Dear Chief Secretary to the Treasury,
I'm afraid to tell you there's no money left.
Signed, Liam Byrne

(Outgoing Labour Chief Secretary to the Treasury. May 2010)

Sunday, 16 May 2010

Money pits and poison pills.

It was the Times that broke the story, in their 'Politics' section with the headline "Labour hid ‘scorched earth’ debts worth billions".
Billions of pounds in public money was committed in the run-up to the election campaign in a deliberate strategy to boost Labour’s chances at the ballot box and sabotage the next government.

One former Labour minister told The Sunday Times: “There was collusion between ministers and civil servants to get as many contracts signed off as possible before the election was called.”

One former adviser to the schools department said there was a deliberate policy of “scorched earth”. “The atmosphere was ‘pull up all the railways, burn the grain stores, leave nothing for the Tories’,” he added.
Nothing, so far, in the Telegraph, the Sun, Express, Mail, Mirror, Guardian/Observer, Star, Independent, but today NoTW carries "What a mess they’ve left behind" and the issue has been vaguely covered by the BBC report on Mr Cameron's 'Andrew Marr' interview

Okay, so what's the point in Mrs R saying anything at all about this when there are others with both more financial acumen and better political knowledge who can do better? Well, there are lots of things Mrs Rigby isn't, and she hopes that one of those things isn't nasty. She hopes she's seen by some as being 'concerned' by some of the cheap political tricks that might now be being uncovered - cheap tricks that aren't even new and that have, in the past, been akin to sleight of hand or even gerrymandering. Tricks that hurt ordinary people, people who deserve so much more.

Rigby Town is fairly close to a 'Big City' whose seats were quite narrowly won by Labour, and last week she had cause to go to a fairly deprived part of that Big City. Whilst she was there she met some local people who were absolutely delighted that, at long last, some of their community buildings will be upgraded - including demolition of leaky-roofed old ones. These, they said, are to be replaced with state of the art, brand new buildings - that will be built 'on that bit of waste ground, over there'.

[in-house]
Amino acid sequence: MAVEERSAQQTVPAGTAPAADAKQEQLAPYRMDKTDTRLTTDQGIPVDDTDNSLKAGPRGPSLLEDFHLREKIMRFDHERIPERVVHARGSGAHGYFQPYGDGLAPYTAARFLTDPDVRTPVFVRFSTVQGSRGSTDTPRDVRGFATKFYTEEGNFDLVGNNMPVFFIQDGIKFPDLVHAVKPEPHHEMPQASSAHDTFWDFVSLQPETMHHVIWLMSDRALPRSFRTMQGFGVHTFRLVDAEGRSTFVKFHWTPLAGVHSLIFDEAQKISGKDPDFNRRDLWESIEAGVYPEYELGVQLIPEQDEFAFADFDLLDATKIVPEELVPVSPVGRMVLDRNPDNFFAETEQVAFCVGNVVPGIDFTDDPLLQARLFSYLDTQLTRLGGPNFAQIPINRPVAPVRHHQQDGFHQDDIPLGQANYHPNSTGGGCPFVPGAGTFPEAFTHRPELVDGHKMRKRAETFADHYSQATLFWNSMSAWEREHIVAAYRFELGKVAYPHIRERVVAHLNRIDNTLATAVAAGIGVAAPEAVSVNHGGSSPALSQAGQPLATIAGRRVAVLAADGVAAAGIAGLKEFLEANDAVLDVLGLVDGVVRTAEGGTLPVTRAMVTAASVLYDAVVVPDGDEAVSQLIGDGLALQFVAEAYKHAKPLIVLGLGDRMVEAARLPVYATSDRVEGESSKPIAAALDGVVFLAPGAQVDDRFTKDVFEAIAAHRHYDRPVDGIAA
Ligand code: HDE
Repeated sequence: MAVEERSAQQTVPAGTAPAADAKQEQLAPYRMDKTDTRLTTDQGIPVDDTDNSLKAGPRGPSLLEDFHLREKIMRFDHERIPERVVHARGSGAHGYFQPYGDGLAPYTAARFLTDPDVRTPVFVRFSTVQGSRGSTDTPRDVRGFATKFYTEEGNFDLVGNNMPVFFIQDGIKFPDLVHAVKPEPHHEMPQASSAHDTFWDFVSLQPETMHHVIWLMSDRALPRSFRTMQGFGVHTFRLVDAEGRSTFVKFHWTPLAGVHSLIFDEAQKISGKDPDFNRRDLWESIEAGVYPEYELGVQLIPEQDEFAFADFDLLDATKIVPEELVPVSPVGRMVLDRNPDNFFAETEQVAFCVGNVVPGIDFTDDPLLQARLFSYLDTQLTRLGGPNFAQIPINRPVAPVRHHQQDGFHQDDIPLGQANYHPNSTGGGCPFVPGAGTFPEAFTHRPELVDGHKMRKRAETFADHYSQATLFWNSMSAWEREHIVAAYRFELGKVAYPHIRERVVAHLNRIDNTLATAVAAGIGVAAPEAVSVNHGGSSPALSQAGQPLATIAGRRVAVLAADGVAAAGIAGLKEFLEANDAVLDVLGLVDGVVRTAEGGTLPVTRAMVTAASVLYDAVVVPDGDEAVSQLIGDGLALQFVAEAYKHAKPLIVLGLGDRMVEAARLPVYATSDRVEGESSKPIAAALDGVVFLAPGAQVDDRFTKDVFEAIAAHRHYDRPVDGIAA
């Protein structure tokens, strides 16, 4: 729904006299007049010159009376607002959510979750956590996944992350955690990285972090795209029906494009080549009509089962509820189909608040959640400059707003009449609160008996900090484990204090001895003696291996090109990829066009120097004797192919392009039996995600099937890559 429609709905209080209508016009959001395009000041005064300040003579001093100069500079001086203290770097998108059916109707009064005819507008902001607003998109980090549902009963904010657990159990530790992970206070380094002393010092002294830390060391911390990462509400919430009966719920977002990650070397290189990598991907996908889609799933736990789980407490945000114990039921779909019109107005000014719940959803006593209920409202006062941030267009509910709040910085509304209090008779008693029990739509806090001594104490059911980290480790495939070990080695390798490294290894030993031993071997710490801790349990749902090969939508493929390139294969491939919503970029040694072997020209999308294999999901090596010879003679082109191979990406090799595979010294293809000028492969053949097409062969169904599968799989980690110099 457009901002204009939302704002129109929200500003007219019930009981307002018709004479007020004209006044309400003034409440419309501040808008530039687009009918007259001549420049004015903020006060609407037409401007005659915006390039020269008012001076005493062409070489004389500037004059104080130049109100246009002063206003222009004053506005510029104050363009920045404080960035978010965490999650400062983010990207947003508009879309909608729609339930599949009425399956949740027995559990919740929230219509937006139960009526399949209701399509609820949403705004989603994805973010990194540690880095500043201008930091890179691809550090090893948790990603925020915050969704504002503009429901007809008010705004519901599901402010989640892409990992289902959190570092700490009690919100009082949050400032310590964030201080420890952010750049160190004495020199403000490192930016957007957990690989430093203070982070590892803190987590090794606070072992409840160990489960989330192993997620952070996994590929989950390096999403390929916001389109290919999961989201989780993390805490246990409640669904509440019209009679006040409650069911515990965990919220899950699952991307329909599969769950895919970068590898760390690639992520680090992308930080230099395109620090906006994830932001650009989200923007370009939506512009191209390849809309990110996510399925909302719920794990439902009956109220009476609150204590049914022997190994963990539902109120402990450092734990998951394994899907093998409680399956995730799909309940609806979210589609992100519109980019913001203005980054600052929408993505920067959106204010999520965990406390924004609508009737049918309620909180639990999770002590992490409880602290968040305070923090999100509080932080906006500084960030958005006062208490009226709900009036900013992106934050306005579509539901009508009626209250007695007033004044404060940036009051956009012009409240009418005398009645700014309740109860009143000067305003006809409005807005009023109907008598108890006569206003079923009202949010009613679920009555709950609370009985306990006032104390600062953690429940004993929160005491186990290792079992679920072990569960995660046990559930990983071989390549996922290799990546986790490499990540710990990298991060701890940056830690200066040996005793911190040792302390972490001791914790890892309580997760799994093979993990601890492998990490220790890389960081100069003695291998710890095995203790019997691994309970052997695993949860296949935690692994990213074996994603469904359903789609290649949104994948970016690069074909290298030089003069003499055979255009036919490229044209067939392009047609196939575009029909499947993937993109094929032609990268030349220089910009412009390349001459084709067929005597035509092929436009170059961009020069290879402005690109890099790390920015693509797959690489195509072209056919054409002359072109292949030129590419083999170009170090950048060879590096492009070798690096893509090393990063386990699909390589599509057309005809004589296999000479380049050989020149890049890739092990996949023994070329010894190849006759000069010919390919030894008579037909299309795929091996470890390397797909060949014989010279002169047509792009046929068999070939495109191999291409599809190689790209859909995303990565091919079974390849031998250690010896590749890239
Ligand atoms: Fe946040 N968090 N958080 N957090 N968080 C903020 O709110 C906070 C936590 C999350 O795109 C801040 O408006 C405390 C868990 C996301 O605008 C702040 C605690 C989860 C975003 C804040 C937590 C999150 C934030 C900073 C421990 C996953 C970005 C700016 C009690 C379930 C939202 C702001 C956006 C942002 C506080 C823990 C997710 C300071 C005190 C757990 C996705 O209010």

At the time Mrs R's heart sank, because she was fairly sure she'd seen, read, and heard about this sort of thing before. But she didn't say anything, it was neither the right time nor the right place.

Mrs R was shown the plans and the artist's impression - which looked fantastic, a truly wonderful thing for this area, where people have to live with the bird-scarers, several stories up in their tower blocks. She was told the "money has been guaranteed" - they were sure of that.

Then Mrs R was told it was a bit of a last-minute decision that happened not long before the election, even though it was something local groups have been campaigning for for years and years. They've been campaigning because the existing buildings were falling apart, with some sections cordoned off as being unusable and unsafe.

So, let's backtrack a bit, because Mrs R recalls, a year or so ago, how some colleges found themselves in a bit of a muddle. These places had been 'given' money to expand, had demolished old buildings and had barely started construction when they were told they weren't going to get any money after all, even though the building programmes had been approved and all the right forms had been signed - including the PFI loans.

They were told they'd been silly to build, or start building, on a promise, rather than waiting until they had their cash in their hands. It was, Mrs R thinks, Mr Balls who told them off - so she's looked it up. Here's the BBC report, 16 July 2009.
MPs have condemned the "catastrophic mismanagement" of a college building scheme in England which could cost hundreds of millions of pounds.

The Learning and Skills Council, which ran the scheme, and the government are criticised in a report by the committee which deals with further education.

The LSC encouraged colleges to bid for funds and approved projects it did not have money for, their report says.
All this was, it seems, allowed to happen because LSC was to vanish. Maybe they thought the loans/debts would also vanish?